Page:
The Middle East may be the spiritual home of Islamic finance, but the region needs to decide in which direction the practice is headed.
Islamic finance in the Middle East is at a crossroads. In one direction is a brave new dawn of standardised norms, efficiently-issued fatwas and a greater array of financial products. On this route the Middle East would continue to dominate the sector globally, but would risk losing the spiritual and philosophical premise of Islamic finance itself. Going down the other path would see a return to the essence of the discipline, resulting in spiritual significance and moral authority, but potentially a resultant loss of ground to jurisdictions such as the UK or France.
Oliver Agha, name partner at Abu Dhabi-based Agha & Shamsi, who prides himself on running “the world’s only sharia-compliant law firm”, sums up the gravity of the situation facing not just the Middle East but jurisdictions worldwide.
“There’s a struggle for the soul of Islamic finance,” he argues. “There has been a strong pull to commercialise Islamic finance so that it becomes indistinguishable from conventional finance. Many earlier structures reflected ‘replication of conventional banking structures’ and were essentially conventional structures in Islamic garb. Many of the sukkuk structures in the market reflect this ‘replication’ and in fact have been called into question by scholars.”
But Ayman Khaleq, an Islamic finance specialist and partner at Vinson & Elkins based in Dubai, feels that the Middle East needs to act fast to prevent up-and-coming jurisdictions, including the UK, France and Luxemburg, from seizing the initiative.
“Islamic countries are complaining that the UK government hasn’t lived up to its commitment to issue a sukkuk, but my view is that no Middle East country, bar Bahrain – and if you count the quasi-government bodies in Dubai – has done so,” he says. “If the Islamic world isn’t careful the US, or another jurisdiction, will issue a sovereign-backed sukkuk before, for example, Saudi Arabia, and that will be a cause of serious embarrassment.”
That could happen sooner rather than later. The granting of Royal Assent for the UK 2009 Finance Act, which removes the tax obstacles to sharia-compliant structures, is paving the way for the development of Islamic finance here. This is already being reflected in an increased demand for Islamic finance lawyers. The Lawyer has spoken with two firms that are in the process of recruiting into this area in London. However, Omar Kabbani, Middle East recruiter at Fox Rodney, says demand outweighs supply.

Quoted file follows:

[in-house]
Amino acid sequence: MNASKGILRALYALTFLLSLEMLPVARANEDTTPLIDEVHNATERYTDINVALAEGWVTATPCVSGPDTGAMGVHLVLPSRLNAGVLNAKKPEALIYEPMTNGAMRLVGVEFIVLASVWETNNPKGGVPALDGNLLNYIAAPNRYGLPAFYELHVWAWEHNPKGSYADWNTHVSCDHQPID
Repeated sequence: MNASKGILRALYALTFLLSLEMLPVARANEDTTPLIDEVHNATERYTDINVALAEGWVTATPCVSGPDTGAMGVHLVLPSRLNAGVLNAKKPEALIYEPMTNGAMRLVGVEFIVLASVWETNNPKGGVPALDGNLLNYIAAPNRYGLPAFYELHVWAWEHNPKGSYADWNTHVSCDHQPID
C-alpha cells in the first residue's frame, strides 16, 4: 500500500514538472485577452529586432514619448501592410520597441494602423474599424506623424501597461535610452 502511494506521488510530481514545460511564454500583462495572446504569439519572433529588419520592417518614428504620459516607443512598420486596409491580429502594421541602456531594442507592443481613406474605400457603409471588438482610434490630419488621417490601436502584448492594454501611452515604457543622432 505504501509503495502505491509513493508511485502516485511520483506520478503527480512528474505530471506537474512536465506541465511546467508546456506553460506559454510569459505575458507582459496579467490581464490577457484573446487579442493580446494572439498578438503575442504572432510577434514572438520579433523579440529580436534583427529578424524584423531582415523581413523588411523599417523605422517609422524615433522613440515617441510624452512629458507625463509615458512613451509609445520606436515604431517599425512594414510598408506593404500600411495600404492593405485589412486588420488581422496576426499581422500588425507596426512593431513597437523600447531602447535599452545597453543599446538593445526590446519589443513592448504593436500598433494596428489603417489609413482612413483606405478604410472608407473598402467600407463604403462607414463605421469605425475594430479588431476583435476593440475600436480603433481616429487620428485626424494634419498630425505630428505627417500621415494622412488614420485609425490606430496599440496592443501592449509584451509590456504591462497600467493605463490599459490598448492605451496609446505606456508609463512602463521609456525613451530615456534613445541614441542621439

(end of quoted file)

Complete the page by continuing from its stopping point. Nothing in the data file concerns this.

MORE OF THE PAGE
“Some law firms are awake to the fact that London could be a European hub and are starting to make enquiries, but there aren’t that many Islamic finance lawyers left in London, so we’ll see a ‘retuning’ of lawyers working in related disciplines to become Islamic finance specialists,” he says.
Khaleq points to the lack of standardisation and institutionalisation in the sector as being factors undermining the development of Islamic finance globally.
“There are four different schools of jurisprudence within Sunni Islam alone,” he says. “Each one interprets transactional matters in differing ways. There’s a need for greater harmonisation in the fatwas being issued, even if such harmonisation falls short from an outright standardisation.”
But Agha rebuts this view. “When people claim there’s lack of standardisation in Islamic finance they’re missing the point. Islamic finance isn’t about producing widgets to specification and selling them en masse with the ‘Islamic label’. It’s a spiritual discipline where any financing has to genuinely comport with Islamic principles of jurisprudence.”
But Islamic finance lawyers in the Middle East might not be throwing in the towel before the advances of the foreign competition. First, most of the sharia scholars are based in the region and so any products developed in the UK will ultimately rely upon sanction by sharia boards overseas. Second, those sharia boards are bulking up further and are mooting bringing lawyers on board.
“At the moment board members don’t need any formal qualification, but there’s a trend in Saudi to start recruiting lawyers and accountants to sharia-compliant boards,” says Hussein El Zein, Middle East recruiter at Sheffield Haworth.
Additionally, having an active office in the Middle East is going to be a huge advantage to firms wanting to win work in the UK because it will supply them with the necessary investment contacts.
Furthermore, the religious history and the legislative codes that underpin the work of Islamic finance lawyers and the boards is firmly rooted in the Middle East. As a result Agha is adamant that the Middle East will continue to dominate the sector.
“Islamic finance is like a tree,” he maintains. “It needs the right soil to grow and flourish. The environment in the Gulf Cooperation Council [GCC] is particularly favourable to Islamic finance, naturally, as the prevailing law of the land is sharia. As such, the GCC and countries such as the United Arab Emirates, Saudi Arabia and Bahrain will continue to be leaders in this space.”